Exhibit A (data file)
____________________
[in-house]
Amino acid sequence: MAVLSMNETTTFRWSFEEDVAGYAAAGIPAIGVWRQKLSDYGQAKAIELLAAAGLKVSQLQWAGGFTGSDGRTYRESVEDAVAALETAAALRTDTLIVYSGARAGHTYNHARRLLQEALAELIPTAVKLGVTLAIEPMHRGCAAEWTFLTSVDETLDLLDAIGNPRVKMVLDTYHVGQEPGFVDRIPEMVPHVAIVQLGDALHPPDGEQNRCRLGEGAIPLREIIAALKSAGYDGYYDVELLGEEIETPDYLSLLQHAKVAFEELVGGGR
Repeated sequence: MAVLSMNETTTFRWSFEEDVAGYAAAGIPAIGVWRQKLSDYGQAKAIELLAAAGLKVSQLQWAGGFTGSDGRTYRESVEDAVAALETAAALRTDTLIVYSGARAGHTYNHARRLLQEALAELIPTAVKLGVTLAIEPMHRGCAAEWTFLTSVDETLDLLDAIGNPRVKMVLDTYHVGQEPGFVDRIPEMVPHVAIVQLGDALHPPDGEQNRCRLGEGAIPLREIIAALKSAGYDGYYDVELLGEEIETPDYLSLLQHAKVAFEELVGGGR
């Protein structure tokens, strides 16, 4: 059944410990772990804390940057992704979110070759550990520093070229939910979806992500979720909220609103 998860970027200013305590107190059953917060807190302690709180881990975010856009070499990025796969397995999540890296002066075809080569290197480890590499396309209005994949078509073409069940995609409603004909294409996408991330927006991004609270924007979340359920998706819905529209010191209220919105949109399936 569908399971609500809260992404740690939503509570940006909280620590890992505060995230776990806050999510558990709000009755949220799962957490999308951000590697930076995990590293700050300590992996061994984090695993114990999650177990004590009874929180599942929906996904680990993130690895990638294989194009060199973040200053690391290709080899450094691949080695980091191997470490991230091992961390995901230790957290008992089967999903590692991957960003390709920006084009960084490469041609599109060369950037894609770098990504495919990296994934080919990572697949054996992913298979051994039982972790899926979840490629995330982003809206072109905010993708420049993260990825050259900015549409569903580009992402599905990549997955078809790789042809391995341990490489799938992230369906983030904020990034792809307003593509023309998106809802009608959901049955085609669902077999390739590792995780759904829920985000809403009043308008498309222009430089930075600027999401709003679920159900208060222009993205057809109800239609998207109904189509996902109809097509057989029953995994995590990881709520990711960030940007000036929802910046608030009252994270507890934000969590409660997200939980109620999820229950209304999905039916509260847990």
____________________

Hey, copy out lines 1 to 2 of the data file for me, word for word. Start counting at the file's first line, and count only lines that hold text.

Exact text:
[in-house]
Amino acid sequence: MAVLSMNETTTFRWSFEEDVAGYAAAGIPAIGVWRQKLSDYGQAKAIELLAAAGLKVSQLQWAGGFTGSDGRTYRESVEDAVAALETAAALRTDTLIVYSGARAGHTYNHARRLLQEALAELIPTAVKLGVTLAIEPMHRGCAAEWTFLTSVDETLDLLDAIGNPRVKMVLDTYHVGQEPGFVDRIPEMVPHVAIVQLGDALHPPDGEQNRCRLGEGAIPLREIIAALKSAGYDGYYDVELLGEEIETPDYLSLLQHAKVAFEELVGGGR